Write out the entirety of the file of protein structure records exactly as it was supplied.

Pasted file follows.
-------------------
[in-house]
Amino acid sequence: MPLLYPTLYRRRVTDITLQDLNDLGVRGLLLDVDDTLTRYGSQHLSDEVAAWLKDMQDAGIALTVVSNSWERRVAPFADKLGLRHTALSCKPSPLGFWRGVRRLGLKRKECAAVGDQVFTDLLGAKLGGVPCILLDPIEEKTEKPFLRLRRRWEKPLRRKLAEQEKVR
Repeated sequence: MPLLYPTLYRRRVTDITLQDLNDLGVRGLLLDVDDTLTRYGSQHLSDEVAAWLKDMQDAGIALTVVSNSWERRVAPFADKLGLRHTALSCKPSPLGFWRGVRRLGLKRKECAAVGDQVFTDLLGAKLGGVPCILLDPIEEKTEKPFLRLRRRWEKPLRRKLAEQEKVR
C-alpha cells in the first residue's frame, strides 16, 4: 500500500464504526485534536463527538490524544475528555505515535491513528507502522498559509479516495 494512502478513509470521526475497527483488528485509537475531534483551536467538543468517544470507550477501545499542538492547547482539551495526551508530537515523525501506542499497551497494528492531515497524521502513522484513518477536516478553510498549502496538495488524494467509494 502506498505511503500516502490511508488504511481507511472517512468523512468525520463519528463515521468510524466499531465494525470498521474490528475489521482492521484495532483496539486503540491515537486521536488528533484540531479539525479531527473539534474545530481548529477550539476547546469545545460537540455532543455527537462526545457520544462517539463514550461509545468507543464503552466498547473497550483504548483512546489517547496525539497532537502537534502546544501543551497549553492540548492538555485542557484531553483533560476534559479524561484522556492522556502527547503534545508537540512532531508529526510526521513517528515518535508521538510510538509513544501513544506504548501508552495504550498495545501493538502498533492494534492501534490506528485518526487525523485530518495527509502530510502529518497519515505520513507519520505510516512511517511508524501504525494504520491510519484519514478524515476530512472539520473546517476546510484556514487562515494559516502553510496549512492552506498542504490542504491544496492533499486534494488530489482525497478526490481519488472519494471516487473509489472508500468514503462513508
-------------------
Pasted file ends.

[in-house]
Amino acid sequence: MPLLYPTLYRRRVTDITLQDLNDLGVRGLLLDVDDTLTRYGSQHLSDEVAAWLKDMQDAGIALTVVSNSWERRVAPFADKLGLRHTALSCKPSPLGFWRGVRRLGLKRKECAAVGDQVFTDLLGAKLGGVPCILLDPIEEKTEKPFLRLRRRWEKPLRRKLAEQEKVR
Repeated sequence: MPLLYPTLYRRRVTDITLQDLNDLGVRGLLLDVDDTLTRYGSQHLSDEVAAWLKDMQDAGIALTVVSNSWERRVAPFADKLGLRHTALSCKPSPLGFWRGVRRLGLKRKECAAVGDQVFTDLLGAKLGGVPCILLDPIEEKTEKPFLRLRRRWEKPLRRKLAEQEKVR
C-alpha cells in the first residue's frame, strides 16, 4: 500500500464504526485534536463527538490524544475528555505515535491513528507502522498559509479516495 494512502478513509470521526475497527483488528485509537475531534483551536467538543468517544470507550477501545499542538492547547482539551495526551508530537515523525501506542499497551497494528492531515497524521502513522484513518477536516478553510498549502496538495488524494467509494 502506498505511503500516502490511508488504511481507511472517512468523512468525520463519528463515521468510524466499531465494525470498521474490528475489521482492521484495532483496539486503540491515537486521536488528533484540531479539525479531527473539534474545530481548529477550539476547546469545545460537540455532543455527537462526545457520544462517539463514550461509545468507543464503552466498547473497550483504548483512546489517547496525539497532537502537534502546544501543551497549553492540548492538555485542557484531553483533560476534559479524561484522556492522556502527547503534545508537540512532531508529526510526521513517528515518535508521538510510538509513544501513544506504548501508552495504550498495545501493538502498533492494534492501534490506528485518526487525523485530518495527509502530510502529518497519515505520513507519520505510516512511517511508524501504525494504520491510519484519514478524515476530512472539520473546517476546510484556514487562515494559516502553510496549512492552506498542504490542504491544496492533499486534494488530489482525497478526490481519488472519494471516487473509489472508500468514503462513508